April 8 (Reuters) – Asian stocks are set for a volatile trading session on Friday after tech stocks rallied the S&P 500 to a new record, as investors weighed in on the unexpected surge in Americans filing new jobless claims … The US Jobless Claims Report posted a second straight weekly gain earlier Thursday, dispelling a series of strong economic data on employment and job vacancies that bolstered investor confidence in a quick economic recovery. The softer data helped push 10-year US Treasury yields to their lowest level since March 26 and spur demand for fast-growing technology stocks, which became the most profitable in the S&P 500. The high-tech Nasdaq also closed at a seven-week high on Thursday. “Jobless claims are setting the tone for the market that things may not be as good as people think and we are still far from a recovery,” said Tim Grisky, chief investment strategist at Inverness Counsel in New York.
Australian S & P / ASX 200 futures were up 0.03% in early trading, while Hong Kong’s Hang Seng Index futures were down 0.17%. Japanese Nikkei 225 futures were up 0.45%.
US Federal Reserve Chairman Jerome Powell made it clear on Thursday that the central bank is not going to cut support for the US economy, saying at an International Monetary Fund event that while the opening of the economy could lead to a short-term spike in prices, he expects it to be temporary. and it won’t be inflation.
Powell’s comments confirmed the compliant stance outlined in the Fed’s policy meeting minutes released Wednesday. Thanks to further declines in yields, traders have invested in stocks of megacities of technology companies such as Apple Inc, Microsoft Corp and Amazon.com Inc, which were the main driving forces behind the S&P 500. “Market movement was driven by rates,” he said. Thomas Hayes, Chairman of Great Hill Capital. “As long as the rates remain tight, there is a bet on long-term profit, which has been embodied in a rally in technology.”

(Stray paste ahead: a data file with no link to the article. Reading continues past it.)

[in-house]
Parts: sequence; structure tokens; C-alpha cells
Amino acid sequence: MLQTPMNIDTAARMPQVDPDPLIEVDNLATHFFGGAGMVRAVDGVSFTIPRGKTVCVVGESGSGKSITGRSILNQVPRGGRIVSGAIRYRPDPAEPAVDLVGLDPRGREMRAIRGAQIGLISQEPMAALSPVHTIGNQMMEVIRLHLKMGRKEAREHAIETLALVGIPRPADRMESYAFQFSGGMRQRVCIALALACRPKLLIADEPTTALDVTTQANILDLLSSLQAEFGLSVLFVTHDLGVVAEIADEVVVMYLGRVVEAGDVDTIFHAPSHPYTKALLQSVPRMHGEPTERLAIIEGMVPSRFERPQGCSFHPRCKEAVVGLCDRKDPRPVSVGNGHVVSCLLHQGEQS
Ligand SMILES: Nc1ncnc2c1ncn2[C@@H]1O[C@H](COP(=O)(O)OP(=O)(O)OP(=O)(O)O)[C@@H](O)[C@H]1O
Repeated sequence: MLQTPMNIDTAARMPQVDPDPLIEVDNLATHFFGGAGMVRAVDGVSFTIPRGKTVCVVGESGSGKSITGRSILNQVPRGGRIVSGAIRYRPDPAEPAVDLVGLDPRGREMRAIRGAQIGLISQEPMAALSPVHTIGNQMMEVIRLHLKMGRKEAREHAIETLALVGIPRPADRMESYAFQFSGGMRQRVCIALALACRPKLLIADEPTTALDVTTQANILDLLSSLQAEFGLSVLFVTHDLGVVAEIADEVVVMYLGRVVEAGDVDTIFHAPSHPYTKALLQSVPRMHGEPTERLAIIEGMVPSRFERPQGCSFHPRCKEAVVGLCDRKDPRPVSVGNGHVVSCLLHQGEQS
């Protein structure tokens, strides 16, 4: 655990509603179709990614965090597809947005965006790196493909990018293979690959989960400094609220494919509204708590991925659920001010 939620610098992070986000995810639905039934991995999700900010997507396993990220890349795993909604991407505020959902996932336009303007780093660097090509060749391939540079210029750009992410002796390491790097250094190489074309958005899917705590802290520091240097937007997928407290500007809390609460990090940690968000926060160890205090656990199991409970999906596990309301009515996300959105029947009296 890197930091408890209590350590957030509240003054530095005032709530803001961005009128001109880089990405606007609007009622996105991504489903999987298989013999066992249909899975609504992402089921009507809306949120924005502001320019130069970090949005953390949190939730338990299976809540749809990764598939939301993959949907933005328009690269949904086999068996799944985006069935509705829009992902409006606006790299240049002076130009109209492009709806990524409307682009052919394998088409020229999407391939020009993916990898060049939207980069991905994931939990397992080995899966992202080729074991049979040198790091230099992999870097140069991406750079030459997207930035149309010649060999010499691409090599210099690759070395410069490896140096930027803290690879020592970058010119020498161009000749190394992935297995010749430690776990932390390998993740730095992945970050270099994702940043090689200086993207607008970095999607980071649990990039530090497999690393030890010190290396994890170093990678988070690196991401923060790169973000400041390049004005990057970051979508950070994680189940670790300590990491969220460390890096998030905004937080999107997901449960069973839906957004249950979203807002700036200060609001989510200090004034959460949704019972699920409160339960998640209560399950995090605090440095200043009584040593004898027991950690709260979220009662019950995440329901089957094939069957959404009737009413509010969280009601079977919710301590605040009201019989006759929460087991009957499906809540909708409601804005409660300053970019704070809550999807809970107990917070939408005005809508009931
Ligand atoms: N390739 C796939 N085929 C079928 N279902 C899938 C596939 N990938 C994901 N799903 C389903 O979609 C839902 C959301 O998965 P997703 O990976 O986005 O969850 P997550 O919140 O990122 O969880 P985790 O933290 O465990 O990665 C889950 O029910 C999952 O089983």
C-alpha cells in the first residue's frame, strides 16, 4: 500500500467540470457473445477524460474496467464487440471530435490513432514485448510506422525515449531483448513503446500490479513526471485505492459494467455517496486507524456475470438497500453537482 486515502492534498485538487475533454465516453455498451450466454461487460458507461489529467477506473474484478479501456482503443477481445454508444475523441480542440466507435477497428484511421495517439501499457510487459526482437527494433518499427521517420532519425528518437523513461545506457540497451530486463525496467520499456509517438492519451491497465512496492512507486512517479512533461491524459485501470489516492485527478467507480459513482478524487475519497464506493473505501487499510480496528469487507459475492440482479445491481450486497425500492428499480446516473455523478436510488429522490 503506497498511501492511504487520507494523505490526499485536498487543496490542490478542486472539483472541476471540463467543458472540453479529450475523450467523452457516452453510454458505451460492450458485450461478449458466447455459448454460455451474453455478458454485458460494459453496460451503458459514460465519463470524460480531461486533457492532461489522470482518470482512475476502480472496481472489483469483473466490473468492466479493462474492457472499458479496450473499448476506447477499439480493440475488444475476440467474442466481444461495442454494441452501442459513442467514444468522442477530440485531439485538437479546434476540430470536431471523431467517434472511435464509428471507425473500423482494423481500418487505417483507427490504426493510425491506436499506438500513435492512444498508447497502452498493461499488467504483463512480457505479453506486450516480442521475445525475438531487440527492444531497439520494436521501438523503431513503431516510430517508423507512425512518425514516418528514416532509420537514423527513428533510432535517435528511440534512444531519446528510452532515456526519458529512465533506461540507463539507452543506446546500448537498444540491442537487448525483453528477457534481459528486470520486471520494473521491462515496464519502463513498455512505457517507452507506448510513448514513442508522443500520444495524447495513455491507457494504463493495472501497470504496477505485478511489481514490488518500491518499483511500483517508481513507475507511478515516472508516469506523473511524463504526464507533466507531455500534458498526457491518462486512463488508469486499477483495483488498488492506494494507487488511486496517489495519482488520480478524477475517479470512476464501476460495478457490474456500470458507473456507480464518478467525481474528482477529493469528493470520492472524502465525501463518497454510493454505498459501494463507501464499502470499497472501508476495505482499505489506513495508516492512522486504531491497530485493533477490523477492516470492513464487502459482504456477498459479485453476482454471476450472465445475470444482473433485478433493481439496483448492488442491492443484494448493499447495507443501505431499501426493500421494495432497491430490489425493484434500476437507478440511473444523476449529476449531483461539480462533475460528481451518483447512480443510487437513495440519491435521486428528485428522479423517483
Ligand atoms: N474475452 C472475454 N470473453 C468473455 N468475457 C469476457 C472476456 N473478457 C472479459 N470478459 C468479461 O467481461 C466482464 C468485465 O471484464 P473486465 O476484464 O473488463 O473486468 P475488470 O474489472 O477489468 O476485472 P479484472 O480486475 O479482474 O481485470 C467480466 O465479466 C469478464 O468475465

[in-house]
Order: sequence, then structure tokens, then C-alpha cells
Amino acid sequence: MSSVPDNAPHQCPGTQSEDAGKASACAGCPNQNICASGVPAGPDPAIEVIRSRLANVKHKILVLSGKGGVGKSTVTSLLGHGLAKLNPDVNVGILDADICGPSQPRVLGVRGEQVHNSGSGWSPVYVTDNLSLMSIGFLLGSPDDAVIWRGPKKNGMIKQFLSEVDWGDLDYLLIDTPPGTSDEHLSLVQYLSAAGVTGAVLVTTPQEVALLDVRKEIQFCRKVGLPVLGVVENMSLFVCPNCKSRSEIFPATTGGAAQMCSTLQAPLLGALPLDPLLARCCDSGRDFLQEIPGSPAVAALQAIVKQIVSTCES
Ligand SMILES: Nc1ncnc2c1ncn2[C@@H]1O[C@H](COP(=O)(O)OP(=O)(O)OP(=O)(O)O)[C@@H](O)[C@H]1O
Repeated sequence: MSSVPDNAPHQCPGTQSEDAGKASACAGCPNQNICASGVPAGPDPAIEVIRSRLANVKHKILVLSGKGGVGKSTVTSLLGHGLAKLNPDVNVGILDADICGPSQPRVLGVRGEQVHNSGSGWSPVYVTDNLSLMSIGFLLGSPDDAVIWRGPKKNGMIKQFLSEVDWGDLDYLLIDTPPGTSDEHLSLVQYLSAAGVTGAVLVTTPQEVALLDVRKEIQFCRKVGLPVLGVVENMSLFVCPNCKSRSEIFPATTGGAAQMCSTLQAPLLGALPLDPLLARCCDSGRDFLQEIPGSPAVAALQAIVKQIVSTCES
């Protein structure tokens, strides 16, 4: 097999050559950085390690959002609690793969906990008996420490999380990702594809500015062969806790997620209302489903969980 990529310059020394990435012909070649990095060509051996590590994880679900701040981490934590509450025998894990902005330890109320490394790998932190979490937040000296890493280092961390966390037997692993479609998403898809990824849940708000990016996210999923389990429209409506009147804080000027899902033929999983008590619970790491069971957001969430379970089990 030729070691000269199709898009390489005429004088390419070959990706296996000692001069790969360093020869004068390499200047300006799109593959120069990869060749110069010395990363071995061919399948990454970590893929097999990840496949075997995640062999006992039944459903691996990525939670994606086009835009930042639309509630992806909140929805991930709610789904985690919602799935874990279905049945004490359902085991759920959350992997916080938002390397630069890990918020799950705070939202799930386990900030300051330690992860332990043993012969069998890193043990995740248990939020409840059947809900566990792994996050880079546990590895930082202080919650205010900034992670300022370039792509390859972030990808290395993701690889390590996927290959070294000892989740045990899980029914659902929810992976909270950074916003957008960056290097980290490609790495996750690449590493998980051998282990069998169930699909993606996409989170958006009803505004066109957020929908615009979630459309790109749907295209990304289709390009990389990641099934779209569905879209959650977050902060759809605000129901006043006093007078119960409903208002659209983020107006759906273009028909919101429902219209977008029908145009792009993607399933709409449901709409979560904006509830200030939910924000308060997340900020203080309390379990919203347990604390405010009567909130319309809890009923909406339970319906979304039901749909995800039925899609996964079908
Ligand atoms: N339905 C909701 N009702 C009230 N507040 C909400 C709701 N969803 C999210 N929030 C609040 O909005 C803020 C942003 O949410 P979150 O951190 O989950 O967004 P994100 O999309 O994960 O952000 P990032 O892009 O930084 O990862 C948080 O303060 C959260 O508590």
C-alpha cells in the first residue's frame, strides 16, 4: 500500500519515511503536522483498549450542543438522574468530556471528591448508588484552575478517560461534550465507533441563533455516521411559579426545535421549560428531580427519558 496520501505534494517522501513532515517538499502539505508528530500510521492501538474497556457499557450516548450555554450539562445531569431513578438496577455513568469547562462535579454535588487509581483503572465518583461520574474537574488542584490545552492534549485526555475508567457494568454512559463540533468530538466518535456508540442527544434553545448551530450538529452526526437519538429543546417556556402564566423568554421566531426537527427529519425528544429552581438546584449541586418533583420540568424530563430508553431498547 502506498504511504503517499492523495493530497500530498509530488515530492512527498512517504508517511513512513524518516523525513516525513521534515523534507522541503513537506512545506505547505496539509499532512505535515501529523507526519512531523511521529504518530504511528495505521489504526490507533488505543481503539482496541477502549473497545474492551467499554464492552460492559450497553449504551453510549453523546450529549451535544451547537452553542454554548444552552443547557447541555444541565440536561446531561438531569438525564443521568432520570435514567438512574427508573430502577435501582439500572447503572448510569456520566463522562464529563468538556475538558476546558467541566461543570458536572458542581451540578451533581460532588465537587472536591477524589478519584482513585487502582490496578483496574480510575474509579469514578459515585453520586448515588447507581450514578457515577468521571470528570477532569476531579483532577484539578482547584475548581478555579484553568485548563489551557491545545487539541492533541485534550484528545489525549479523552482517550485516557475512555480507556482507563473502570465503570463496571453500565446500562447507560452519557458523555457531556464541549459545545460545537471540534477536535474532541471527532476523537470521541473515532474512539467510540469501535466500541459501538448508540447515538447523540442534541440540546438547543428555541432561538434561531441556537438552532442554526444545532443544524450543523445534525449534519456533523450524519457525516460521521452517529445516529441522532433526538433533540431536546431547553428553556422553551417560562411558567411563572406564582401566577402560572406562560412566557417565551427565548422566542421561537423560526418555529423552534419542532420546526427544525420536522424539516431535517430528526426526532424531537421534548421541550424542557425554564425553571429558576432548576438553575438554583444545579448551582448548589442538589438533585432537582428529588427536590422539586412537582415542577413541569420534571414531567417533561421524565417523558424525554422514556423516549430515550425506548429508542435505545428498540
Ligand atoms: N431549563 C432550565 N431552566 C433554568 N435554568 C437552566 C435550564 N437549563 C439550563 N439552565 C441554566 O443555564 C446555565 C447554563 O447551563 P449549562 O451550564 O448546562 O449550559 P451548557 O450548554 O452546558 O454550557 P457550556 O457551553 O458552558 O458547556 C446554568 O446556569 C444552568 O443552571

On Wall Street, the Dow Jones Industrial Average rose 0.17% to hit 33,503.57, the S&P 500 added 0.42% to 4,097.17 and the Nasdaq Composite added 1.03% to 13,829.31.
US Treasury yields fell on Thursday under pressure from Powell’s soft comments and weaker-than-expected weekly initial jobless claims.
The benchmark 10-year bond last rose 9/32 to 1.6244%, up from 1.654% late Wednesday.
The US dollar fell to a two-week low against a basket of currencies, tracking Treasury yields following an unexpected surge in US jobless claims.
The dollar index fell 0.379%, the euro rose 0.03% to $ 1.1916.
The Japanese yen fell 0.05% against the US dollar to hit 109.31 per dollar, while the South Korean won was unchanged against the dollar at 1,116.18 per dollar.
Gold prices jumped to a one-month high as assurances from the Fed that they would maintain their adjustment policies put pressure on Treasury and dollar yields.
Spot gold added 1.1% to $ 1,756.36 an ounce. US gold futures climbed about 1% to $ 1,758.2.
Crude oil prices remained largely unchanged as a Wall Street rally and a weak dollar dampened fears of a sharp jump in US gasoline inventories.
US crude fell 0.28% to $ 59.60 a barrel, while Brent crude closed at $ 63.20 a barrel, up 0.06% on the day.
Chibuike Ogu reporting in New York; Edited by Christopher Cushing